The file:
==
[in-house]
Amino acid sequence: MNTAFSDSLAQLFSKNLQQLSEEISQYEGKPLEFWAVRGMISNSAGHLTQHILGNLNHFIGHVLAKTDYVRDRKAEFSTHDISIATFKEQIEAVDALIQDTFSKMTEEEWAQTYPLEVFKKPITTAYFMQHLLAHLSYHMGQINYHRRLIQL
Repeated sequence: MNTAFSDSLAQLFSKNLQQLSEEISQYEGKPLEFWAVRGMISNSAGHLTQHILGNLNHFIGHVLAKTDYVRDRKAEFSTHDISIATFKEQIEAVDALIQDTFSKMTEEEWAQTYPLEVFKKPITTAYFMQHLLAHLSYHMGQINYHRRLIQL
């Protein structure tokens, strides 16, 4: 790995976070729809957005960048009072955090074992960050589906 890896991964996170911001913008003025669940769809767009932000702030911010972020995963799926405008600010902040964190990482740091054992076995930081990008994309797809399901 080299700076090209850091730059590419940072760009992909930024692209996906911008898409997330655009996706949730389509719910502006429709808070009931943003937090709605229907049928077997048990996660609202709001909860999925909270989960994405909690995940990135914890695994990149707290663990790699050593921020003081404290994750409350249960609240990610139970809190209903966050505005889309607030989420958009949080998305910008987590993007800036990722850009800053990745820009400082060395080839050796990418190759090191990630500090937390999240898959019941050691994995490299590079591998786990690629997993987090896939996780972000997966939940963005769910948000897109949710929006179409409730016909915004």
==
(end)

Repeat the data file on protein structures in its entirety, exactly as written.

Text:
[in-house]
Amino acid sequence: MNTAFSDSLAQLFSKNLQQLSEEISQYEGKPLEFWAVRGMISNSAGHLTQHILGNLNHFIGHVLAKTDYVRDRKAEFSTHDISIATFKEQIEAVDALIQDTFSKMTEEEWAQTYPLEVFKKPITTAYFMQHLLAHLSYHMGQINYHRRLIQL
Repeated sequence: MNTAFSDSLAQLFSKNLQQLSEEISQYEGKPLEFWAVRGMISNSAGHLTQHILGNLNHFIGHVLAKTDYVRDRKAEFSTHDISIATFKEQIEAVDALIQDTFSKMTEEEWAQTYPLEVFKKPITTAYFMQHLLAHLSYHMGQINYHRRLIQL
């Protein structure tokens, strides 16, 4: 790995976070729809957005960048009072955090074992960050589906 890896991964996170911001913008003025669940769809767009932000702030911010972020995963799926405008600010902040964190990482740091054992076995930081990008994309797809399901 080299700076090209850091730059590419940072760009992909930024692209996906911008898409997330655009996706949730389509719910502006429709808070009931943003937090709605229907049928077997048990996660609202709001909860999925909270989960994405909690995940990135914890695994990149707290663990790699050593921020003081404290994750409350249960609240990610139970809190209903966050505005889309607030989420958009949080998305910008987590993007800036990722850009800053990745820009400082060395080839050796990418190759090191990630500090937390999240898959019941050691994995490299590079591998786990690629997993987090896939996780972000997966939940963005769910948000897109949710929006179409409730016909915004």